Erarta Museum is proud to present the fantastic world of the St. Petersburg artist Alexei Ezhov
Paintings inhabited by bizarre creatures
Thrilling game of surrealism
Mechanized elephants, rhinoceroses, fish and other inhabitants of Ezhov's “bestiary”
The works by Alexei Ezhov immerse the viewer into a fantasy world, resembling the illustrations to fairy tales from his childhood. At first glance, inhabited by freakish creatures, the depicted spaces can cause bewilderment. The stylistics of the works recalls the artistic language of surrealism. However, the use of this term in relation to Alexei Ezhov is problematic. The narrative nature of his works and inherent rich colours remind of the aesthetics of popular folk art. The abundance of allusions to the old masters, complexity of compositions and amazing “omnivory” allow him to combine the most unexpected images in one space and reveal his contemporary artist's world view: any liberties are allowed, any absurdity is appreciated. Mentioning of surrealism in connection with Ezhov's works seems superficial: the artist's strategy should be rather called a naive play in surrealism. However, the attempts to fit his works in a certain trend are doomed to fail: it means that we should try to plunge into the atmosphere of his paintings instead. Indeed, Alexei Ezhov is far from the talks about the relevance of art trends. He is not engaged in development of complicated intellectual concepts. He prefers pure formal searches to the problems of contemporary art.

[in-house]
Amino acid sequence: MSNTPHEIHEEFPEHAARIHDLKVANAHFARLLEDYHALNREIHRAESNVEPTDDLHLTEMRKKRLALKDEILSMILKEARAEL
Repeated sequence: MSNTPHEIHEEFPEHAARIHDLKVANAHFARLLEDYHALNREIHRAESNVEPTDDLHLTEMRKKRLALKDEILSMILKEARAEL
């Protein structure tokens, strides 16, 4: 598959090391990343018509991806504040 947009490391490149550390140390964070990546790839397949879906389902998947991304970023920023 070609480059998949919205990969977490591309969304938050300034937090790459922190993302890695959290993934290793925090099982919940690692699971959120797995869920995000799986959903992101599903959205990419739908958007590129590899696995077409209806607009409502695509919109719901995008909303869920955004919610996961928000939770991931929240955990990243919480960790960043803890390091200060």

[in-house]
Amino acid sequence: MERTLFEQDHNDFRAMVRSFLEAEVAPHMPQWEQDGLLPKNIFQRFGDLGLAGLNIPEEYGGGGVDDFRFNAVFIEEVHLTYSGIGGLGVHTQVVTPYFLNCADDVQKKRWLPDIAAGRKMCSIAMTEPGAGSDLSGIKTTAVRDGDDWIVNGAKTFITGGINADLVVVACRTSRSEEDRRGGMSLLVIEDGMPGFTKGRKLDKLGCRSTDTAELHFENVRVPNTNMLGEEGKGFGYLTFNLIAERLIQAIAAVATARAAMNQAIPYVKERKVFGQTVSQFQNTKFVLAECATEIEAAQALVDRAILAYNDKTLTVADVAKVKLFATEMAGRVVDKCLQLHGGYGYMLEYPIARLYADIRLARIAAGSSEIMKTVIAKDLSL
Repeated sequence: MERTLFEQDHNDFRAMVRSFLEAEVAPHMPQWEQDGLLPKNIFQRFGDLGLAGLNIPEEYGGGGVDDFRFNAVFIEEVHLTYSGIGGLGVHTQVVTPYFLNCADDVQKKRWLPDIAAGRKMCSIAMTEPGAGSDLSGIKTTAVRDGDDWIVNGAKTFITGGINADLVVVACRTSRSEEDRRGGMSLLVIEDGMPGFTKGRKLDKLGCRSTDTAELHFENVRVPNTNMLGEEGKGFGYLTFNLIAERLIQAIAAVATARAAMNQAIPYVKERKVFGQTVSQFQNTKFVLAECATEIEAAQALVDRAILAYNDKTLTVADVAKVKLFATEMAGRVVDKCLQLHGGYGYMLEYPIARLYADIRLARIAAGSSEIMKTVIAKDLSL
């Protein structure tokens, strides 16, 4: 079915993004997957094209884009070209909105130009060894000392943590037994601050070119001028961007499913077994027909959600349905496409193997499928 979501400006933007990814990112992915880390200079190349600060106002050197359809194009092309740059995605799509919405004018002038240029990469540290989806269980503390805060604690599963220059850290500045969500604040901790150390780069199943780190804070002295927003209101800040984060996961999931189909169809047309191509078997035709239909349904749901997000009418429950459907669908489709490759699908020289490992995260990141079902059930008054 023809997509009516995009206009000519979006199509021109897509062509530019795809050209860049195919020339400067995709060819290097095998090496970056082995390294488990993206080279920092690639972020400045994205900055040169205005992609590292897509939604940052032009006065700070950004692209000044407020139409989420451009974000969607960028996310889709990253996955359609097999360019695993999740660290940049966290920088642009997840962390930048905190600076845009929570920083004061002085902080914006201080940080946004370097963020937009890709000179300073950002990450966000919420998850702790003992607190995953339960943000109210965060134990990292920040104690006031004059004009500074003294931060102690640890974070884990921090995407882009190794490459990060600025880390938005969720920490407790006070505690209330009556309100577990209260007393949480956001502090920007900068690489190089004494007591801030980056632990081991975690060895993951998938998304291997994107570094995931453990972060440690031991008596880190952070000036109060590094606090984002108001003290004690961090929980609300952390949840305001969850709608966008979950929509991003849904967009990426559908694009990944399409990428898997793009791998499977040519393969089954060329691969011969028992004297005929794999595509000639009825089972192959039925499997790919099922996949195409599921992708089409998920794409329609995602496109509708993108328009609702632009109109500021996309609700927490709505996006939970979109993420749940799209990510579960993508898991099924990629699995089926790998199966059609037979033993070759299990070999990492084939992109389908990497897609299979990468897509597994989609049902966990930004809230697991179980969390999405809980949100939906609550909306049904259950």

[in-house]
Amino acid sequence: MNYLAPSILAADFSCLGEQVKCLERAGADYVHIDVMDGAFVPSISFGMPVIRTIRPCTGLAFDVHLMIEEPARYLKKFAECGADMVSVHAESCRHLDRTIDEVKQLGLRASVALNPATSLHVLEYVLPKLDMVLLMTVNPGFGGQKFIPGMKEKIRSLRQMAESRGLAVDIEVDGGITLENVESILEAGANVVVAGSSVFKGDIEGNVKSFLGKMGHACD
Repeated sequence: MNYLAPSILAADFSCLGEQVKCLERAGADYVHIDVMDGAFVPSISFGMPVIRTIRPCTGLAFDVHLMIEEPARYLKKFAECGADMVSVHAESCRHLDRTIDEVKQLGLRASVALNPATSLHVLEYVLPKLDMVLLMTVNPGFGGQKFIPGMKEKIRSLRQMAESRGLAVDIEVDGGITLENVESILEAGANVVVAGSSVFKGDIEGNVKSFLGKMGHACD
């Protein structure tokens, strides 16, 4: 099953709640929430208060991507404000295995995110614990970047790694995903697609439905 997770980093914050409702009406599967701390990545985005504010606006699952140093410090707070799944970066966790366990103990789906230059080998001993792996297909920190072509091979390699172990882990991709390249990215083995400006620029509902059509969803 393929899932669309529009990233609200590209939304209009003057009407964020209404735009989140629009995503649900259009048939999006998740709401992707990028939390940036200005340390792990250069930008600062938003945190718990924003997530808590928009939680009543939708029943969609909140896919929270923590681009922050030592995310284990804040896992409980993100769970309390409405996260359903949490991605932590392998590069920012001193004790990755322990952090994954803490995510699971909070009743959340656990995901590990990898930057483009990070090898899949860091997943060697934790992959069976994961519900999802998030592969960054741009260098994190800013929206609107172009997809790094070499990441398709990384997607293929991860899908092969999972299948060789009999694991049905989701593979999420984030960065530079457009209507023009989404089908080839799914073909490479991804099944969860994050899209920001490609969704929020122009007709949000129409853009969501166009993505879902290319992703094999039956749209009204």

The artist's paintings are reminiscent of a mysterious bestiary containing descriptions of strange creatures. Among them there are birds and insects, camels and rhinoceroses... In his unreal paintings the fish metamorphose into ships that are waiting to sail off to some distant islands. The repeated image of ark echoes the metaphor of bestiary, and like the Old Testament vessel preserves the author's fairytale creatures.
The inhabitants of this wonder world have frozen in melancholic contemplation of the surrounding towers and trees, impassively watching the elephants or rhinoceroses, which flesh is fusing with the details of mechanisms enabling them to move. The works by Ezhov are not lacking in specific humor. His characters are “mechanized”: the fish move by the wheels sprouting from their bodies; the same devices have boats carrying the arks of bizarre shapes. The fantastic animals coexist with people living around some strange constructions — hybrids of living organisms and mechanisms. Woven together, they seem to ingrow into the very space. The world represented by the artist freezes on the spot, musing and hoping for the viewer to come.